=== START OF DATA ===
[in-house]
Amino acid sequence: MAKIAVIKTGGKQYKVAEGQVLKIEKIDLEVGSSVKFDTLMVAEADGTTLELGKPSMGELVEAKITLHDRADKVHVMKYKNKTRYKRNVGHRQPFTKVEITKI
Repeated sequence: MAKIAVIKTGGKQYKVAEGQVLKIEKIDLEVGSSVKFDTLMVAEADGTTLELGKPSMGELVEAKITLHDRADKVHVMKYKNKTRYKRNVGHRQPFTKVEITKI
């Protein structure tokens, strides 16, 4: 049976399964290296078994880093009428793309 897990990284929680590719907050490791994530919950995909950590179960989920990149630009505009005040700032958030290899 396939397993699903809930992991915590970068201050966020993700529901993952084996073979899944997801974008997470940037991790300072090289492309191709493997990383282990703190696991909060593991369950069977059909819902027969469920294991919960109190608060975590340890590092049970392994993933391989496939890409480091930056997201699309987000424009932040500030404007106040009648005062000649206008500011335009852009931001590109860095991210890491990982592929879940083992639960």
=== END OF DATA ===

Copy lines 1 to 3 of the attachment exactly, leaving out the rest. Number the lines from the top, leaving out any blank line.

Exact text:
[in-house]
Amino acid sequence: MAKIAVIKTGGKQYKVAEGQVLKIEKIDLEVGSSVKFDTLMVAEADGTTLELGKPSMGELVEAKITLHDRADKVHVMKYKNKTRYKRNVGHRQPFTKVEITKI
Repeated sequence: MAKIAVIKTGGKQYKVAEGQVLKIEKIDLEVGSSVKFDTLMVAEADGTTLELGKPSMGELVEAKITLHDRADKVHVMKYKNKTRYKRNVGHRQPFTKVEITKI